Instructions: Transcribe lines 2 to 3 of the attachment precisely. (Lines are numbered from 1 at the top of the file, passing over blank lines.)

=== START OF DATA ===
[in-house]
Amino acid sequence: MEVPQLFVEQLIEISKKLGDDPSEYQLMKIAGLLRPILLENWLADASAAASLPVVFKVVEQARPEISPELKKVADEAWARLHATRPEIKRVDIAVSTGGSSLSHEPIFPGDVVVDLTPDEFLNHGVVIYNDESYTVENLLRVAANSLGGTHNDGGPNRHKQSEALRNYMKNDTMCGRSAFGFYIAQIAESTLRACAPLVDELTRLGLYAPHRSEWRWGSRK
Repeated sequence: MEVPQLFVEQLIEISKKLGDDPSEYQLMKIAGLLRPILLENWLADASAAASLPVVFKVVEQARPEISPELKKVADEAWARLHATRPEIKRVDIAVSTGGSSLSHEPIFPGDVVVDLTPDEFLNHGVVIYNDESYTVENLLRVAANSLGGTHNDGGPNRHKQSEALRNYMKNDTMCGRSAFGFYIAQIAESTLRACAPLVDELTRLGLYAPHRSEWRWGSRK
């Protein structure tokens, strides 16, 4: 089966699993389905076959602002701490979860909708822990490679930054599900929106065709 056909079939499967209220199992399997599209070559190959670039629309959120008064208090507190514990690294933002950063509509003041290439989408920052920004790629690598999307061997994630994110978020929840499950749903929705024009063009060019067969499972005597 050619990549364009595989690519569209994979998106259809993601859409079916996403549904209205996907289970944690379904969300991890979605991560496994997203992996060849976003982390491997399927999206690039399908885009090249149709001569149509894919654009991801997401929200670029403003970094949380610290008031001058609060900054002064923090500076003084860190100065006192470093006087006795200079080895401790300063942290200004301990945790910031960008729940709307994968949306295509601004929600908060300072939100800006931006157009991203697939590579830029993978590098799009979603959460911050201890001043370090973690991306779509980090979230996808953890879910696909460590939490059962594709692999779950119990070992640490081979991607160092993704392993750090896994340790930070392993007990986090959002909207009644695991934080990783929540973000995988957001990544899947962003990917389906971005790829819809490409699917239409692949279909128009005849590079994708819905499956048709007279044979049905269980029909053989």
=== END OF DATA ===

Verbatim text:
Amino acid sequence: MEVPQLFVEQLIEISKKLGDDPSEYQLMKIAGLLRPILLENWLADASAAASLPVVFKVVEQARPEISPELKKVADEAWARLHATRPEIKRVDIAVSTGGSSLSHEPIFPGDVVVDLTPDEFLNHGVVIYNDESYTVENLLRVAANSLGGTHNDGGPNRHKQSEALRNYMKNDTMCGRSAFGFYIAQIAESTLRACAPLVDELTRLGLYAPHRSEWRWGSRK
Repeated sequence: MEVPQLFVEQLIEISKKLGDDPSEYQLMKIAGLLRPILLENWLADASAAASLPVVFKVVEQARPEISPELKKVADEAWARLHATRPEIKRVDIAVSTGGSSLSHEPIFPGDVVVDLTPDEFLNHGVVIYNDESYTVENLLRVAANSLGGTHNDGGPNRHKQSEALRNYMKNDTMCGRSAFGFYIAQIAESTLRACAPLVDELTRLGLYAPHRSEWRWGSRK